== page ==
Tourism Industry - Tips to surviving the coming months

02 September 2020

After the first wave of COVID-19 hit Australia, the country outperformed most of the worst-case scenarios authorities predicted. However, with COVID-19 impacting the world globally one of the hardest hit industries has been tourism, hospitality and hotels.

Since the outbreak of COVID-19 one of Australia’s two major airlines has gone into Voluntary administration and the other has announced it has cancelled most international flights through to at least June 2021. Some industry commentators are saying international travel will not return to previous levels until 2024.

It appears as though we will not be heading overseas anytime soon or that anyone will be visiting our shores in the near future, particularly with the way some other Countries are responding to the pandemic.

In 2018-19, according to statistics published by Tourism Research Australia, total revenue across the industry was $146 Billion with $46 Billion from international visitors, almost a third of the total market revenue. This revenue has effectively reduced to zero.

After the first wave of COVID-19, while the international travel restrictions gave hope this would encourage people who would ordinarily travel overseas to now spend that money in Australia, the concerns of a second wave and possibly more appear to be putting a stop to that.

The Queensland borders have once again closed and States and Territories are constantly adjusting restrictions as COVID-19 clusters appear in the community. It appears inevitable that authorities will be more cautious as to when restrictions will be removed going forward. The Prime Minister has already recently flagged that we should not be planning to travel interstate for Christmas.

While some economists predict the economy will bounce back quickly, as is reported to have occurred after other global events, who knows when this will be and how much the economy will bounce back with so many job losses.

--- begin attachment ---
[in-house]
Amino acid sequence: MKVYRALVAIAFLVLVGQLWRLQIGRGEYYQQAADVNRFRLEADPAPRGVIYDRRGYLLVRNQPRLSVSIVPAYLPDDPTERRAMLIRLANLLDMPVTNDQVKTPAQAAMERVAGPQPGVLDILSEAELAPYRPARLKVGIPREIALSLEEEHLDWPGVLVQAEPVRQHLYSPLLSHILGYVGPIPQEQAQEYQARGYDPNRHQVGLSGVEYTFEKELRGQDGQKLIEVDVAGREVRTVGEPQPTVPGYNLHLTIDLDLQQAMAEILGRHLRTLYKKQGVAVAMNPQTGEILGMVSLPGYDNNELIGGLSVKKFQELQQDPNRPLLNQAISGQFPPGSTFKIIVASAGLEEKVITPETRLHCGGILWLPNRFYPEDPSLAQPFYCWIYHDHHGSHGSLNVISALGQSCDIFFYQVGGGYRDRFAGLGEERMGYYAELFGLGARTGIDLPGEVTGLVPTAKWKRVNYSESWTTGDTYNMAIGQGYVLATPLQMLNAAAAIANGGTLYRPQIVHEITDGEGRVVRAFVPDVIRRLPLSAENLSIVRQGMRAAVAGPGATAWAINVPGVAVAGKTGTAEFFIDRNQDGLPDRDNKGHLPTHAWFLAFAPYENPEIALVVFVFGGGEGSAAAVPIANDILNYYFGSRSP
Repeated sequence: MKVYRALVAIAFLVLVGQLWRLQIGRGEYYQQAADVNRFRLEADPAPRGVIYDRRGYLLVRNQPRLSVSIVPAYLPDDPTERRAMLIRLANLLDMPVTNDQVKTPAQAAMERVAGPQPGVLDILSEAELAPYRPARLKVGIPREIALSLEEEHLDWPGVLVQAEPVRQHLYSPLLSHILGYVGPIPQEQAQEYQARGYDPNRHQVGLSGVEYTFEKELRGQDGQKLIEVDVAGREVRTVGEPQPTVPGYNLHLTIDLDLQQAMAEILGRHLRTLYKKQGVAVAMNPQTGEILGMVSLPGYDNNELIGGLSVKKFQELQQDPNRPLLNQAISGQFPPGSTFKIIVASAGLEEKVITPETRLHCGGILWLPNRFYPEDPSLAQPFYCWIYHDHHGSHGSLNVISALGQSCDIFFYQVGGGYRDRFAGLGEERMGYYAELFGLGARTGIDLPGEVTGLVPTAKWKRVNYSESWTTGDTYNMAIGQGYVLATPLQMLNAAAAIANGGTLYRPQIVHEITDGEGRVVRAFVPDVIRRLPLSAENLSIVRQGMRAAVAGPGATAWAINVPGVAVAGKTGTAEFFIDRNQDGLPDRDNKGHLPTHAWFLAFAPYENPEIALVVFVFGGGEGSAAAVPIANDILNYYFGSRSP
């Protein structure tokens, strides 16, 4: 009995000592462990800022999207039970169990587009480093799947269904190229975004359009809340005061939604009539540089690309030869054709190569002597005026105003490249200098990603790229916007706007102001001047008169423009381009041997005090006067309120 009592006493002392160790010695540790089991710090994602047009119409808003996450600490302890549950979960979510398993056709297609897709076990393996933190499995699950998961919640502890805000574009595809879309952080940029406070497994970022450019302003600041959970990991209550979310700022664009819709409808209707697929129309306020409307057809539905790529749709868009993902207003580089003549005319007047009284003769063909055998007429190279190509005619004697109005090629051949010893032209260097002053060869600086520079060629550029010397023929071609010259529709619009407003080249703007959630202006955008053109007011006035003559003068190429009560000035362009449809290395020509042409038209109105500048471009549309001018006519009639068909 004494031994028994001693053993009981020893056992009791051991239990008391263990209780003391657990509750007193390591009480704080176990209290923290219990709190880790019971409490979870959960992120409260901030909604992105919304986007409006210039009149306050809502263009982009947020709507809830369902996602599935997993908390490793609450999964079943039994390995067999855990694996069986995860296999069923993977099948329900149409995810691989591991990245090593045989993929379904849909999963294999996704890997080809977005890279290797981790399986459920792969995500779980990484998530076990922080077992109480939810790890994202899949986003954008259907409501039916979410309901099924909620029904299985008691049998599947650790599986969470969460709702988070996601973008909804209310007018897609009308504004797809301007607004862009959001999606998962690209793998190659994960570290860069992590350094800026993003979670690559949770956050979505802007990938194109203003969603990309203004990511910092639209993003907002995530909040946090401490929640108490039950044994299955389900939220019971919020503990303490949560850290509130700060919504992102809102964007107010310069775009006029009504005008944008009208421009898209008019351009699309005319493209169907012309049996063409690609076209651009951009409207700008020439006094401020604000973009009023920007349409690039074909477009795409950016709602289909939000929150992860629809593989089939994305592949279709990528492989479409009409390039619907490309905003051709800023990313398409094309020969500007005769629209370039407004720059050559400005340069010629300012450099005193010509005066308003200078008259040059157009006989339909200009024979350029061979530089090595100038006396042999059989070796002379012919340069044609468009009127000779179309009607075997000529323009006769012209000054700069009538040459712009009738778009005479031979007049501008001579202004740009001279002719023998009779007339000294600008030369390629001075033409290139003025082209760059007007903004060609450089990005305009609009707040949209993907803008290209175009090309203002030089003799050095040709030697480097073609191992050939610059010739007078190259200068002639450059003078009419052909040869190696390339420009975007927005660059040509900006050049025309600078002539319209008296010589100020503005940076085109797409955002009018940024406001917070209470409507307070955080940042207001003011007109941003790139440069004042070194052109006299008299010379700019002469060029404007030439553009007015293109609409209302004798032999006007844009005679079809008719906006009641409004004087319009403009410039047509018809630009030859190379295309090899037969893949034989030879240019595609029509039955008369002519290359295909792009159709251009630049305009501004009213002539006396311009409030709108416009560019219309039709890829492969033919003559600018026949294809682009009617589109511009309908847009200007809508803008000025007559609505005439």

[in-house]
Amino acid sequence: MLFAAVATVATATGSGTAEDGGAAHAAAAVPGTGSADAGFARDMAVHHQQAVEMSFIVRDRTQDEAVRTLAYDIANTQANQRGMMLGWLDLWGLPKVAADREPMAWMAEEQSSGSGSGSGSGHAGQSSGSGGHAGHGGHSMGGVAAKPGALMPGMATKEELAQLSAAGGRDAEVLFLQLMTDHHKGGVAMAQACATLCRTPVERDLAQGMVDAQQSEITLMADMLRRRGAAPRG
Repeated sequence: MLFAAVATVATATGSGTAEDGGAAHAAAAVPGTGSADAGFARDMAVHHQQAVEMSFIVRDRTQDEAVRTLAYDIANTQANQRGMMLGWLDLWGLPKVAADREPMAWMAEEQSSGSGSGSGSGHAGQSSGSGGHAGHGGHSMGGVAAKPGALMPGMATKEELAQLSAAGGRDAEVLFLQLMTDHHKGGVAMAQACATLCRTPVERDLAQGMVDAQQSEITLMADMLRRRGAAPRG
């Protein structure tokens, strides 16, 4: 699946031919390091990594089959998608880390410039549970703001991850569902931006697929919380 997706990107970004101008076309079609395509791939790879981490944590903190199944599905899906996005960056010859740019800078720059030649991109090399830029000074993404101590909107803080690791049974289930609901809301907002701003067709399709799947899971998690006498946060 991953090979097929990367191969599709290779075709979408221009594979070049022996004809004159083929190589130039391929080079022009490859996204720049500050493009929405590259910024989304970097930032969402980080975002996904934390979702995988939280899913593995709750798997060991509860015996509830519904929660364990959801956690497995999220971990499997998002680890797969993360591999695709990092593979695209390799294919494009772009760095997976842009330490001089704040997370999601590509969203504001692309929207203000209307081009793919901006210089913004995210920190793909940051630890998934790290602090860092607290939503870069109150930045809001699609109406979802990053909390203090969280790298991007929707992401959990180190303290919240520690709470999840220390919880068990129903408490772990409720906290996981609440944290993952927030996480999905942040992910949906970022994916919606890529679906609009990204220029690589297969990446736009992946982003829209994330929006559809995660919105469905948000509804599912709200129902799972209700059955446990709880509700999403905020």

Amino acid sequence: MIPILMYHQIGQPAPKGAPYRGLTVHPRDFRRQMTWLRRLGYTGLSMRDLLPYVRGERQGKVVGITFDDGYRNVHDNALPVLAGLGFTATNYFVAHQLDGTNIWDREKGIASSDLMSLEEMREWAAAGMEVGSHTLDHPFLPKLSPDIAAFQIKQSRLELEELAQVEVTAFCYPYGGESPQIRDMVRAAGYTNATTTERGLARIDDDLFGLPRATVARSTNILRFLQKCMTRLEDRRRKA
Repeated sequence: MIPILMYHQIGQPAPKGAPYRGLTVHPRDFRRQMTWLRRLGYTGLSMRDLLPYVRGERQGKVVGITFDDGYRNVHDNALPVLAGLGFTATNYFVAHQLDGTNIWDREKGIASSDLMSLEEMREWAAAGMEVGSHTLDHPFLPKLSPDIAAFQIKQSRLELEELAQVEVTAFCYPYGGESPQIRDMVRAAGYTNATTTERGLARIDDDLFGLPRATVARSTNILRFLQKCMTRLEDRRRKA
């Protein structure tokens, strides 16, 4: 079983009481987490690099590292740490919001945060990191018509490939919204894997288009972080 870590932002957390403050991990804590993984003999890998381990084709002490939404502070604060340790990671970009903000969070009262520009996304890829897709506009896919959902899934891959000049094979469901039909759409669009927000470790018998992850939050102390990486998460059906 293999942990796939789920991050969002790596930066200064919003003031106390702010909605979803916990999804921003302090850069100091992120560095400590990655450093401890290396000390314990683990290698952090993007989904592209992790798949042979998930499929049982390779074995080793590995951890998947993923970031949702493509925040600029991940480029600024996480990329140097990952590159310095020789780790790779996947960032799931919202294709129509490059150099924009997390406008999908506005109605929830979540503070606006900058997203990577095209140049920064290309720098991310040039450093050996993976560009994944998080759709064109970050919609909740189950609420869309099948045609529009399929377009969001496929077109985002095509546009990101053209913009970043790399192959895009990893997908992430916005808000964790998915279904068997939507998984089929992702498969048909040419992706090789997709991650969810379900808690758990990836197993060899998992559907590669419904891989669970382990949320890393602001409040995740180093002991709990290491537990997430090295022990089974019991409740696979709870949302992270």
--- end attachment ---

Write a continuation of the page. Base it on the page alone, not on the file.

What does all of this mean for business owners?

We recommend that businesses need to adjust and adapt as to what is in front of them right now. They need to learn to survive in this market right now. While better times may be ahead, the when is unknown.

How does a business survive in these times?

  • It needs to engage in regular, strong and honest communication with its key stakeholders being financiers, creditors, landlord, employees and customers. If everyone knows where the business is heading and what the goals are, the more willing stakeholders are to participate in that process and those goals may become shared.
  • The business needs to understand the cost of doing business. To understand the costs of doing business you need to develop a robust cash flow and test that cash flow against actual results achieved. In this market that may involve streamlining certain aspects or even restructuring.
  • If it becomes evident that business is struggling or cannot operate in this market, it needs to seek assistance early. With early assistance there are many more options to enable a business to survive. This may be from an informal arrangement with stakeholders or more formal arrangements. Either way early assistance provides the best chance of survival.

BRI Ferrier are business recovery specialists. We provide practical advice, innovative solutions for clients in times of distress, such as those created by this COVID-19 pandemic.

Visit to see how your local BRI expert can assist your business navigate these challenging times.